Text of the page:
This development compelled the organizations in the US and Europe to shift their product view of quality (small q) and adopt a more holistic and organizational view of quality (Big Q) leading to the genesis of Total Quality Management, TQM. However, the quality-based strategies were limited by the inherent rigidities of the linear model of the strategic planning process of most corporations, hence lacking the dynamic fit under fast-changing environments. It worked well only when the environments were stable, and the future was predictable. The case of Motorola, the first Baldrige winner in the late 1980’s, illustrates the issue of dynamic fit, which eventually led to their fall from market leadership.
The Big Q view helped organizations enhance their customer focus by proactively managing the customer-supplier relationships. This enhanced their capacities to interpret the change signals coming from the competitive environment, particularly from customers to stimulate innovation. The successful organizations of the late 20th century such as Toyota, Honda, GE, Dupont, Boeing, Siemens, ABB, Bank of America, etc. leveraged quality strategically for driving growth. The did it by deployment across their complete value chain beyond manufacturing, including applications in services. Simultaneously the shift from sellers to a buyer’s market created more choice from the enhanced competition; with a multidimensional set of preferences that behaved dynamically as shown by Dr. Kano in his model of attractive quality. This shift in global management thought, required very creative and innovative fulfillment capabilities.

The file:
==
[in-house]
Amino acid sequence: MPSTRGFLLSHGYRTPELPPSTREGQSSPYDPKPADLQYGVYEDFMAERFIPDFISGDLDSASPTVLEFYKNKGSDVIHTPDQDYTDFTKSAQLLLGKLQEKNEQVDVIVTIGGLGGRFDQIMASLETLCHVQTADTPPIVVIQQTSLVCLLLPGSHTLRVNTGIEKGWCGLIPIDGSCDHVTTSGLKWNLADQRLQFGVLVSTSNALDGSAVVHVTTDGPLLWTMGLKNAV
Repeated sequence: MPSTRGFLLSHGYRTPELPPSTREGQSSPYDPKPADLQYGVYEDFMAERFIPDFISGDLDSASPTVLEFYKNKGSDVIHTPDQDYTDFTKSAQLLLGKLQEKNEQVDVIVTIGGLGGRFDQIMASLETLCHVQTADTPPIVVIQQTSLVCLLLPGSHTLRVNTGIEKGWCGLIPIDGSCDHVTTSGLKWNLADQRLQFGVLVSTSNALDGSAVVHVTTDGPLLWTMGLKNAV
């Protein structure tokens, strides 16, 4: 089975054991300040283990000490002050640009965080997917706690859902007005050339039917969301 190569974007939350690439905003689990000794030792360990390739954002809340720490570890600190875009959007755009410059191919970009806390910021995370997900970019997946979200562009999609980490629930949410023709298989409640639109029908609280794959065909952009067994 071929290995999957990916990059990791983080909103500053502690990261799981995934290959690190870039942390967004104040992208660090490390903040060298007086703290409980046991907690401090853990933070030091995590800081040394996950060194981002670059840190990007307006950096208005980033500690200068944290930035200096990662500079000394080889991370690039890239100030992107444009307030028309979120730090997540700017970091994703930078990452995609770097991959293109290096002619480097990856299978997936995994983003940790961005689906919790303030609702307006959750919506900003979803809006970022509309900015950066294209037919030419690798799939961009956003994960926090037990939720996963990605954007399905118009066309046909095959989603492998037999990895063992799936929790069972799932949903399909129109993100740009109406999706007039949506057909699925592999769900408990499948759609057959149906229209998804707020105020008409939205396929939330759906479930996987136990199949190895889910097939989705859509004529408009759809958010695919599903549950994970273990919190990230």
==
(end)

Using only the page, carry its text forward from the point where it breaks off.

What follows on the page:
From the 1990s through the end of the 20th century and the first decade of the new century, saw the onset and the acceleration of globalization, where the markets became more open as a result of decreased entry barriers and intensive international competition. There was no more elasticity or slack possible within the efficiency norms. The only way to distinguish an organization from another was ‘excellence’. Organizational excellence frameworks based on the principles of TQM gained popularity, as they enhanced competitiveness by helping them to leverage synergies. This helped them to deal with complexity, in a growing world of collaboration.
21st Century: Age of Hyper-competition, Uncertainty & Turbulence
Practitioners from across different industries are in agreement with experience, that high productivity and efficiency-driven low cost with high quality, are no longer enough to guarantee success. It is insufficient and sometimes loses relevance in the face of accelerated competitive change, technological disruptions, uncertainty, and turbulence in the environment. To counter, companies are increasingly concentrating on flexibility as a way to achieve new forms of competitive advantage. As changing circumstances call for different responses, a new approach to managing quality and innovation is called for, by incorporating a new trend in global management thought called flexibility thinking introduced by Dr. Volberda in 1998 which is realizing its potential in practice. Thus it becomes an imperative now to counter change, by broadening the response away from just the narrow pursuit of efficiency and striving for perfection.